European Central Bank governors fear publishing their interest rate forecasts would invite pressure from governments trying to gauge if their central banker was serving their domestic agenda, sources told Reuters in a sign an idea to follow the US Federal Reserve’s practice may be hard to sell.

Their concerns highlight the contradictions of the euro zone’s architecture compared with jurisdictions with only one national government, such as Britain and the United States.

ECB board member Isabel Schnabel of Germany last week floated the idea of publishing, as the Fed does four times a year, a “dot plot” of policymakers’ projections about the appropriate path for rates, arguing it would better inform markets.

But conversations with 13 of her colleagues from the euro zone’s 20 national central banks at the International Monetary Fund and World Bank spring meetings in Washington showed nearly all felt such a move would endanger a precious yet fragile independence from national governments.

At the US central bank, the ‘dot’ forecasts are anonymous, which does not stop Fed watchers from trying to figure out which dot belongs to which policymaker. But there is no political pressure on individuals to fiddle with their dots.

For the ECB it would be different. Governors think politicians would try to find out which dot belongs to their country’s central bank chief and pressure that person to express a view that matches their national goals.

Still, a few governors also saw some merit in the proposal or were open to discuss it at the ECB’s next review due to start next year. One source said dots could be clustered so as to conceal individual votes.

An ECB spokesperson declined to comment.

The ECB does try to shield governors from political interference. For example, it does not publish the vote split after policy decisions and the accounts of policy meetings are anonymised and often vague about how many people supported a given view.


The euro zone’s 20 national central banks are statutorily independent from the executive power but most governors still need political support in their home country to get re-elected.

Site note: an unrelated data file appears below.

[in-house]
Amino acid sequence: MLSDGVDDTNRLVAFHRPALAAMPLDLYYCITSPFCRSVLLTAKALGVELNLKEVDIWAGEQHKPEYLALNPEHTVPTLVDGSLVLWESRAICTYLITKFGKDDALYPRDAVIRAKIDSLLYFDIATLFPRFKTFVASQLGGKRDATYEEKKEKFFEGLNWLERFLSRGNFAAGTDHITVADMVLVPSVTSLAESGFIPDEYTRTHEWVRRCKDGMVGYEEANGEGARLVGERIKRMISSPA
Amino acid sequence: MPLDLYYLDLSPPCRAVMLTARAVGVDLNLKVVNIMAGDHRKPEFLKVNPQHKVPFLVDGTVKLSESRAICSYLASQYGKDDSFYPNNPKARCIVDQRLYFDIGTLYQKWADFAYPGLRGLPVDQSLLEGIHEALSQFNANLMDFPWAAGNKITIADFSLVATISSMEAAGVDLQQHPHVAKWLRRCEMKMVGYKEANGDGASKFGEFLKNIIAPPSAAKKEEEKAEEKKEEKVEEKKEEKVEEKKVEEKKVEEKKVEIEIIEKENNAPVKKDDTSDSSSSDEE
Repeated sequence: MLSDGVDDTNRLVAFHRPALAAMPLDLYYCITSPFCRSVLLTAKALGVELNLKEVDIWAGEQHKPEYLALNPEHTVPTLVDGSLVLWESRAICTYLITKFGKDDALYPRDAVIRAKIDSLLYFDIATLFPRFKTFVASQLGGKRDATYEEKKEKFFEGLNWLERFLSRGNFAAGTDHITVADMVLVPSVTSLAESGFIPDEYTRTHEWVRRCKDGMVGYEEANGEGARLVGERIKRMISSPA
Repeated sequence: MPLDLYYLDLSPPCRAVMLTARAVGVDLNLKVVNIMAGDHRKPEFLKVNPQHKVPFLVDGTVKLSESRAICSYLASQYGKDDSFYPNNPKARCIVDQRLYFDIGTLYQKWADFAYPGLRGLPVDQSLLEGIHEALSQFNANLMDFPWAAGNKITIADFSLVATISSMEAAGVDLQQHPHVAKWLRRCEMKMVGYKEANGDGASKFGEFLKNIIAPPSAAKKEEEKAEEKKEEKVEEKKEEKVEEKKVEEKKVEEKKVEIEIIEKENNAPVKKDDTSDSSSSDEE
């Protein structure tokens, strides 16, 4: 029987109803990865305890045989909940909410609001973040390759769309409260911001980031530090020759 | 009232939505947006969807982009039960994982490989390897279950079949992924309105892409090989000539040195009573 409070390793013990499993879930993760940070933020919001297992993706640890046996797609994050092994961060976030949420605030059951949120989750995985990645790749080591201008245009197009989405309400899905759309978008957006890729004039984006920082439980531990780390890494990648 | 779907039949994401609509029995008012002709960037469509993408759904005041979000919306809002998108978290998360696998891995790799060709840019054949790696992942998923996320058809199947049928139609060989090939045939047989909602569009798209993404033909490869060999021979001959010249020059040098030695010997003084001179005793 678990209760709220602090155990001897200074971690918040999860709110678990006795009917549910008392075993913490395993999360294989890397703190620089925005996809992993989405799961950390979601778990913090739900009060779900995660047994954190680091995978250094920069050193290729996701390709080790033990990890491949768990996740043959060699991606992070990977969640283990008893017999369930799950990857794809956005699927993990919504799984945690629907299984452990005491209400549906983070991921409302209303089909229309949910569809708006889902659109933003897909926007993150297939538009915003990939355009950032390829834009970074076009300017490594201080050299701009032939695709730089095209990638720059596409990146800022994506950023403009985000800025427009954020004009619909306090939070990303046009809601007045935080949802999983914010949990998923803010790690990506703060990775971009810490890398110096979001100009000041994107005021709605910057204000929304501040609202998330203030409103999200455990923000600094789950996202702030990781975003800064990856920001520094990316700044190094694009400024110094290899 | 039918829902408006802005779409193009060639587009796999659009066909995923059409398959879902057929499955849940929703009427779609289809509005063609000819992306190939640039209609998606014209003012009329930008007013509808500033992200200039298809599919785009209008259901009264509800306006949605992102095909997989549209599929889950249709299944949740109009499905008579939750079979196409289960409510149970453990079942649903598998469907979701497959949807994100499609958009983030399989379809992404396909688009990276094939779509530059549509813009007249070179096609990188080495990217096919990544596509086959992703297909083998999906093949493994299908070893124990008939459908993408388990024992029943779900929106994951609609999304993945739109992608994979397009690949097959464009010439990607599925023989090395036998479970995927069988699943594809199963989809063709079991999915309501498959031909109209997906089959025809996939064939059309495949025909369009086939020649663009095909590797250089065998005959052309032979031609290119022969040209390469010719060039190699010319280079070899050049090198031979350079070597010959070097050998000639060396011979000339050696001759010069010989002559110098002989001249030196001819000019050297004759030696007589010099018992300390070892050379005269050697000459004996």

Schnabel, who was expressing her personal views in the speech, also proposed using alternative scenarios in addition to the ECB’s baseline projections. This also received mixed reactions from her colleagues.

Some felt there may be too many possible scenarios – such as, at present, war in the Middle East or a resurgence of US inflation – and these would vary with time.

A 2021 paper by ZEW economists Friedrich Heinemann and Jan Kemper found dovish ECB policymakers who favour lower rates tend to come from high-debt countries and the opposite was true for so-called hawks.

The pattern was more pronounced for the ECB’s 20 national governors than for its six Executive Board members, who are elected via a pan-European political process, the paper found. The board includes President Christine Lagarde and Schnabel herself.

Other central banks are also reviewing the way they operate.

The Bank of England recently received feedback from former Fed chair Ben Bernanke, who urged officials there to overhaul their forecasting regimen.

Bernanke did not recommend that the BoE adopt the dot plot and said that, if it did go down that route, it should produce a single rate projection, as Scandinavian central banks do, rather than individual views.

The Bank of Korea is also considering overhauling how it provides guidance on the likely future path of interest rates by extending the timeframe and giving visual estimates in a bid to boost transparency, sources told Reuters.